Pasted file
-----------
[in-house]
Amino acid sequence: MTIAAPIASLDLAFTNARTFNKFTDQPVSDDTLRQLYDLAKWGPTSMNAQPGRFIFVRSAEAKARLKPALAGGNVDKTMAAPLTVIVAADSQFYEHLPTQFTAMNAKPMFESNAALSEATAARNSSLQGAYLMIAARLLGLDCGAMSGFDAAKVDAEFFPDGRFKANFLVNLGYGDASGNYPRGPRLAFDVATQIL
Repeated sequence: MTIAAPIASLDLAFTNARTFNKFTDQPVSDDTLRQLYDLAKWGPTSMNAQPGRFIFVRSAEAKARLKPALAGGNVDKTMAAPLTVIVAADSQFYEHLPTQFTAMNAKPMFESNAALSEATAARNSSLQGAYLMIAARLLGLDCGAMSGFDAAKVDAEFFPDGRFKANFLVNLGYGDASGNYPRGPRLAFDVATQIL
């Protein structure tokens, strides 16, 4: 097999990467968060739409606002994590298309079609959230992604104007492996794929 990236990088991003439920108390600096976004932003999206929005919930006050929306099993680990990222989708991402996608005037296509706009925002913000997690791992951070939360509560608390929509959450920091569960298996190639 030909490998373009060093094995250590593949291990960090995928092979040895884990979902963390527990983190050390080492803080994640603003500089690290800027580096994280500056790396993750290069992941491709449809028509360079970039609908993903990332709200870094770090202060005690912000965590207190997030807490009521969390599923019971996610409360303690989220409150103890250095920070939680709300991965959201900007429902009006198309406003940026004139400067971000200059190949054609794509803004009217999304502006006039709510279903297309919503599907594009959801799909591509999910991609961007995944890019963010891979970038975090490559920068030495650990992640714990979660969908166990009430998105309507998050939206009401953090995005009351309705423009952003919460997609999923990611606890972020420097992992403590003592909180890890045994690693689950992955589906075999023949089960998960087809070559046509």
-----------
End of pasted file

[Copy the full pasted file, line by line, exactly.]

[in-house]
Amino acid sequence: MTIAAPIASLDLAFTNARTFNKFTDQPVSDDTLRQLYDLAKWGPTSMNAQPGRFIFVRSAEAKARLKPALAGGNVDKTMAAPLTVIVAADSQFYEHLPTQFTAMNAKPMFESNAALSEATAARNSSLQGAYLMIAARLLGLDCGAMSGFDAAKVDAEFFPDGRFKANFLVNLGYGDASGNYPRGPRLAFDVATQIL
Repeated sequence: MTIAAPIASLDLAFTNARTFNKFTDQPVSDDTLRQLYDLAKWGPTSMNAQPGRFIFVRSAEAKARLKPALAGGNVDKTMAAPLTVIVAADSQFYEHLPTQFTAMNAKPMFESNAALSEATAARNSSLQGAYLMIAARLLGLDCGAMSGFDAAKVDAEFFPDGRFKANFLVNLGYGDASGNYPRGPRLAFDVATQIL
């Protein structure tokens, strides 16, 4: 097999990467968060739409606002994590298309079609959230992604104007492996794929 990236990088991003439920108390600096976004932003999206929005919930006050929306099993680990990222989708991402996608005037296509706009925002913000997690791992951070939360509560608390929509959450920091569960298996190639 030909490998373009060093094995250590593949291990960090995928092979040895884990979902963390527990983190050390080492803080994640603003500089690290800027580096994280500056790396993750290069992941491709449809028509360079970039609908993903990332709200870094770090202060005690912000965590207190997030807490009521969390599923019971996610409360303690989220409150103890250095920070939680709300991965959201900007429902009006198309406003940026004139400067971000200059190949054609794509803004009217999304502006006039709510279903297309919503599907594009959801799909591509999910991609961007995944890019963010891979970038975090490559920068030495650990992640714990979660969908166990009430998105309507998050939206009401953090995005009351309705423009952003919460997609999923990611606890972020420097992992403590003592909180890890045994690693689950992955589906075999023949089960998960087809070559046509």